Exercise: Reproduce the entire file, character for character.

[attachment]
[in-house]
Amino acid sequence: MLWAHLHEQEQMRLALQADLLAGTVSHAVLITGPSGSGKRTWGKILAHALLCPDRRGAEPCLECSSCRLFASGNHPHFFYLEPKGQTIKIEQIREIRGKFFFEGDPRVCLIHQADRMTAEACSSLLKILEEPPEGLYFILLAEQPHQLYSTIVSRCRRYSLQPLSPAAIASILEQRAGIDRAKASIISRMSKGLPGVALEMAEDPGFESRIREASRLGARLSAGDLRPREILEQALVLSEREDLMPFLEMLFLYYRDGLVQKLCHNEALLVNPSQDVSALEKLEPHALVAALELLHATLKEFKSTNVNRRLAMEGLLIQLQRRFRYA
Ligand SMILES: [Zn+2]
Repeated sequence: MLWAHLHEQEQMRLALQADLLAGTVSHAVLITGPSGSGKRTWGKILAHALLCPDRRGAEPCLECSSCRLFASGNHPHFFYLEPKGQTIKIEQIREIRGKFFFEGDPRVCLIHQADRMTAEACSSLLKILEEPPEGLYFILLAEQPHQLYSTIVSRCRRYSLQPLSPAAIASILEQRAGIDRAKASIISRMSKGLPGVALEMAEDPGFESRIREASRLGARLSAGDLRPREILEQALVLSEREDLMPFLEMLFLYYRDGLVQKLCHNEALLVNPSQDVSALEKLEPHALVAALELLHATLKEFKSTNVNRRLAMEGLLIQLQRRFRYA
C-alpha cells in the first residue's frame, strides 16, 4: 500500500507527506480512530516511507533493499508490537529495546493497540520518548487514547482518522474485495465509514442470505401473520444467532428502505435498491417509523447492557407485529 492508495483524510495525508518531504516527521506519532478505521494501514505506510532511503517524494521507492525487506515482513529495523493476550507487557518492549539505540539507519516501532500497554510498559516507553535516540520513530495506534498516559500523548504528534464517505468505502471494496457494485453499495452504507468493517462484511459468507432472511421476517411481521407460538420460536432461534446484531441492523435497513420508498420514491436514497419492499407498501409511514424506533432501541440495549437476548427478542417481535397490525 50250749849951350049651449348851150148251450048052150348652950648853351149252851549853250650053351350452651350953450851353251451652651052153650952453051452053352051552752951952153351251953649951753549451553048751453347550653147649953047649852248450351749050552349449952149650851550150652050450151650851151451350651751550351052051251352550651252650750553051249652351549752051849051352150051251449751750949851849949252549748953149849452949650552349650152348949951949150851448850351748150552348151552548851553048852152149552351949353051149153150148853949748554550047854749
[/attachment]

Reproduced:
[in-house]
Amino acid sequence: MLWAHLHEQEQMRLALQADLLAGTVSHAVLITGPSGSGKRTWGKILAHALLCPDRRGAEPCLECSSCRLFASGNHPHFFYLEPKGQTIKIEQIREIRGKFFFEGDPRVCLIHQADRMTAEACSSLLKILEEPPEGLYFILLAEQPHQLYSTIVSRCRRYSLQPLSPAAIASILEQRAGIDRAKASIISRMSKGLPGVALEMAEDPGFESRIREASRLGARLSAGDLRPREILEQALVLSEREDLMPFLEMLFLYYRDGLVQKLCHNEALLVNPSQDVSALEKLEPHALVAALELLHATLKEFKSTNVNRRLAMEGLLIQLQRRFRYA
Ligand SMILES: [Zn+2]
Repeated sequence: MLWAHLHEQEQMRLALQADLLAGTVSHAVLITGPSGSGKRTWGKILAHALLCPDRRGAEPCLECSSCRLFASGNHPHFFYLEPKGQTIKIEQIREIRGKFFFEGDPRVCLIHQADRMTAEACSSLLKILEEPPEGLYFILLAEQPHQLYSTIVSRCRRYSLQPLSPAAIASILEQRAGIDRAKASIISRMSKGLPGVALEMAEDPGFESRIREASRLGARLSAGDLRPREILEQALVLSEREDLMPFLEMLFLYYRDGLVQKLCHNEALLVNPSQDVSALEKLEPHALVAALELLHATLKEFKSTNVNRRLAMEGLLIQLQRRFRYA
C-alpha cells in the first residue's frame, strides 16, 4: 500500500507527506480512530516511507533493499508490537529495546493497540520518548487514547482518522474485495465509514442470505401473520444467532428502505435498491417509523447492557407485529 492508495483524510495525508518531504516527521506519532478505521494501514505506510532511503517524494521507492525487506515482513529495523493476550507487557518492549539505540539507519516501532500497554510498559516507553535516540520513530495506534498516559500523548504528534464517505468505502471494496457494485453499495452504507468493517462484511459468507432472511421476517411481521407460538420460536432461534446484531441492523435497513420508498420514491436514497419492499407498501409511514424506533432501541440495549437476548427478542417481535397490525 50250749849951350049651449348851150148251450048052150348652950648853351149252851549853250650053351350452651350953450851353251451652651052153650952453051452053352051552752951952153351251953649951753549451553048751453347550653147649953047649852248450351749050552349449952149650851550150652050450151650851151451350651751550351052051251352550651252650750553051249652351549752051849051352150051251449751750949851849949252549748953149849452949650552349650152348949951949150851448850351748150552348151552548851553048852152149552351949353051149153150148853949748554550047854749